The estate came into the hands of Alina and Jan Szynak in 2013, who made the restoration of this centuries-old Palace and its adjoining buildings their point of honour. In spring 2016, the new proprietors restored the Chapel, which currently houses a bell with the image of Mother Magdalena Mortęska embossed on its surface. Thanks to the diligence of Mr and Mrs Szynak, the Palace and its grounds have returned to their former glory. You are greatly welcome visit us – This is where history truly come alive!
The Mortęgi Palace Hotel & SPA**** is a revitalised, historic complex, comprised of: the Palace building, manor farm buildings dating back to the 14th century and a late 19th century English-style park. It is located in the small village of Mortęgi, not far from the Town of Lubawa in the Varmian-Masurian Voivodship.
The facility offers 50 rooms and suites, some of which are located in the stylish Palace while others, with an equally ambient atmosphere, are situated in the remaining facilities - the Manor House and Outbuilding.
The Palace section houses the Orangery, bar, library and conference and banquet halls. The Mortęgi Palace is the perfect place to organise prestigious company events and meetings, unforgettable weddings and receptions as well as other special events and parties for the most demanding guests. For those wanting to organise wedding ceremonies in a unique and ambient setting, we recommend the finely restored historic Chapel adjacent to the Palace. Tucked away in the Palace basement is a luxury pool, jacuzzi, dry, wet and infrared saunas, and boutique SPA with 3 treatment rooms.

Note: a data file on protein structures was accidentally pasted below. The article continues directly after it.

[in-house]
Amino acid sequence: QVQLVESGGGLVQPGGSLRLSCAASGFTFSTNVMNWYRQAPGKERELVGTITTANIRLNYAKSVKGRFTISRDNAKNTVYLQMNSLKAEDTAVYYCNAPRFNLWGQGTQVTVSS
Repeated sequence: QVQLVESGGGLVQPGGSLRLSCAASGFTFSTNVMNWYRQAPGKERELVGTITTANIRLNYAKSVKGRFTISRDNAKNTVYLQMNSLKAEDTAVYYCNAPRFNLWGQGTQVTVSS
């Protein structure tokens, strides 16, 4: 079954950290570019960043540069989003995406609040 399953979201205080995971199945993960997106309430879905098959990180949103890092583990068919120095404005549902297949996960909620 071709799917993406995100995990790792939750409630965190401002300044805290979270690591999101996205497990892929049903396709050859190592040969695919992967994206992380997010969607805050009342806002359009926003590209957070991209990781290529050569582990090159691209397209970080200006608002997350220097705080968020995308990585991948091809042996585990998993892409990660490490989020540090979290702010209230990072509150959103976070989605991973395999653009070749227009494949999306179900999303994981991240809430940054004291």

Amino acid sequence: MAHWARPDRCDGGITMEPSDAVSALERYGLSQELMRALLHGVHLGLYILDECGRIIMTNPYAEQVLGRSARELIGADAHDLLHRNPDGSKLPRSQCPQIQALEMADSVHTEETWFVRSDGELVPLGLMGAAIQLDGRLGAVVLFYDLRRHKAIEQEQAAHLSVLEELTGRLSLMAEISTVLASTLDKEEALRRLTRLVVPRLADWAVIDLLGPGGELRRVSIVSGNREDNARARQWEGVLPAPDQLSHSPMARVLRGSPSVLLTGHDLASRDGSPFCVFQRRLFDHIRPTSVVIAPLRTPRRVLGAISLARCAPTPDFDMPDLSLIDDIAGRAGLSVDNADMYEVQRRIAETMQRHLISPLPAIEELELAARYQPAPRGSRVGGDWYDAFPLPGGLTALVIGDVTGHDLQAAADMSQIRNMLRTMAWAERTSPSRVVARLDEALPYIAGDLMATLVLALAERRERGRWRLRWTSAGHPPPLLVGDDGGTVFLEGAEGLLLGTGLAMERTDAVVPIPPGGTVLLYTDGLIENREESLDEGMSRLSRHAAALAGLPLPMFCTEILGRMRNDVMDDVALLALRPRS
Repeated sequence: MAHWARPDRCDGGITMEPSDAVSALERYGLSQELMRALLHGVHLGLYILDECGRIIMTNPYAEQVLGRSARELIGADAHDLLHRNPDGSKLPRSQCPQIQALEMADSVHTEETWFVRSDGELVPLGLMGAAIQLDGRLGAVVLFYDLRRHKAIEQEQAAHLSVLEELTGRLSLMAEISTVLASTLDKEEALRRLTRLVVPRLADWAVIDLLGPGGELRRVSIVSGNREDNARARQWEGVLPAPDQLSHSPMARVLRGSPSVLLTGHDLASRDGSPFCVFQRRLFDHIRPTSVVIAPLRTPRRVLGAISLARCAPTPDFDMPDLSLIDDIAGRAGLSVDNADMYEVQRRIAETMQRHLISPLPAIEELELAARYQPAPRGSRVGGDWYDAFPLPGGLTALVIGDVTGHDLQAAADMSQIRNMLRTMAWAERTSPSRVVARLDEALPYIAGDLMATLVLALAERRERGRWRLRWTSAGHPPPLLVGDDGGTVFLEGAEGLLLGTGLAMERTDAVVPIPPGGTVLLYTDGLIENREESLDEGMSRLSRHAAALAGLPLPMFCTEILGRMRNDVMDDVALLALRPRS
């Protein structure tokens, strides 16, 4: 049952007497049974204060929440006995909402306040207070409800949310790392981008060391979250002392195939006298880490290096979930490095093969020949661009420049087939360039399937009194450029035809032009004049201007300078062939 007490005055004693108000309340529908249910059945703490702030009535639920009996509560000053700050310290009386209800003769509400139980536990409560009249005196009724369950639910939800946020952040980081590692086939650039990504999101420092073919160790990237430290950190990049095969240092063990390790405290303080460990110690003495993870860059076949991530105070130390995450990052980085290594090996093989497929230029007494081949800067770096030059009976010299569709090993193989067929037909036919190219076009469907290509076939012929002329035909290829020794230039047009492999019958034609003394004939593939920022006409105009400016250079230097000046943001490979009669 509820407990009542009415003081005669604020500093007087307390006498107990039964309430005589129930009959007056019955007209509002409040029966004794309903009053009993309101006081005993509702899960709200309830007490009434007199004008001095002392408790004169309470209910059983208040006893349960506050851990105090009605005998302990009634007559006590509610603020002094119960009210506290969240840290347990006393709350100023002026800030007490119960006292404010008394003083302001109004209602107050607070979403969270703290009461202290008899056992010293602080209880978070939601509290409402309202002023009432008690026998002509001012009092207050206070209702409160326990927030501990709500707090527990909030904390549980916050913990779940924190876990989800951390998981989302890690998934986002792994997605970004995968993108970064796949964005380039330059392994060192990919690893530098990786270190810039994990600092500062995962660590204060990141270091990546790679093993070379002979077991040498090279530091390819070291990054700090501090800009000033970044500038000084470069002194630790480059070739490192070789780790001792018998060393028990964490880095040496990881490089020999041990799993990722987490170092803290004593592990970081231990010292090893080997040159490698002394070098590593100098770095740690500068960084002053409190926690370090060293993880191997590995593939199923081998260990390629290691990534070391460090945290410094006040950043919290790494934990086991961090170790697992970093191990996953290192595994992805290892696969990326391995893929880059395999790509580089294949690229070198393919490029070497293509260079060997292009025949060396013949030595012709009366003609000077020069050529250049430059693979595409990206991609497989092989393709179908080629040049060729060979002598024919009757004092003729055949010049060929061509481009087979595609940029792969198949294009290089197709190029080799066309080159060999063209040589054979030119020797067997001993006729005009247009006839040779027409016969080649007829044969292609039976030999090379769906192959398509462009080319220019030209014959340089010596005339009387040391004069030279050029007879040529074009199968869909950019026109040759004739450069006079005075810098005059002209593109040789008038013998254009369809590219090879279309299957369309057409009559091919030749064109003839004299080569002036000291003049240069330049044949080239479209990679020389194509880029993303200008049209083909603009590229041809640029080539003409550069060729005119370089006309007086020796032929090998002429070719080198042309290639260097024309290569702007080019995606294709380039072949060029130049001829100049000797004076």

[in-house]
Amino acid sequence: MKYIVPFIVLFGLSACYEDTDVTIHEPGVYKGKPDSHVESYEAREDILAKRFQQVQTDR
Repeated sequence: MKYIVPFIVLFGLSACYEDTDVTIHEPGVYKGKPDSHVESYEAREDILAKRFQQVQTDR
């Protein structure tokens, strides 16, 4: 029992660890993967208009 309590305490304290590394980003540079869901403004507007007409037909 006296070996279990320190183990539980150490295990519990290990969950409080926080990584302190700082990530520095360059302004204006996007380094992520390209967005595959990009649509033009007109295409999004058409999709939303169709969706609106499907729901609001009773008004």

MOTHER MAGDALENA MORTĘSKA
The Patroness of the facility is Servant of God Mother Magdalena Mortęska. Born in 1554 in Pokrzywno, a small village near Grudziądz (former German name Graudenz). She came from the Royal Prussia region of the Polish-Lithuanian Commonwealth, the village of Mortęgi near Lubawa was their family estate. She lost her right eye as a child. She came from a family of senators, her father Melchior Mortęski was the Land Prefect of Pokrzywno and the Chamberlain of Malbork. Mother Elżbieta of Kostków was the sister of Piotr Kostka, the Bishop of Chełmno. Through Mother Magdalena, she was related to the noble Kostków family as well as to St Stanislaus Kostka of Rostkowo. Her other relatives included: Anna Jagiellonka - the wife of Stefan Batory, Abbot Jan Kostka of Oliwa, and Krzysztof Kostka, Governor of the Province of Pomerania. It is also worth mentioning that apart from being related to the Piast ruling dynasty, Magdalena was also allied to the Sapiecha princely family, one of the most powerful magnate families in the in the Crown of Poland territories. Her sister, Anna Ludwika, married Ernest Weiher, from whose family the founders of the town of Wejherowa originated. One of the estates of the Mortęski family was the village of Mortęgi, in the environs of Lubawa.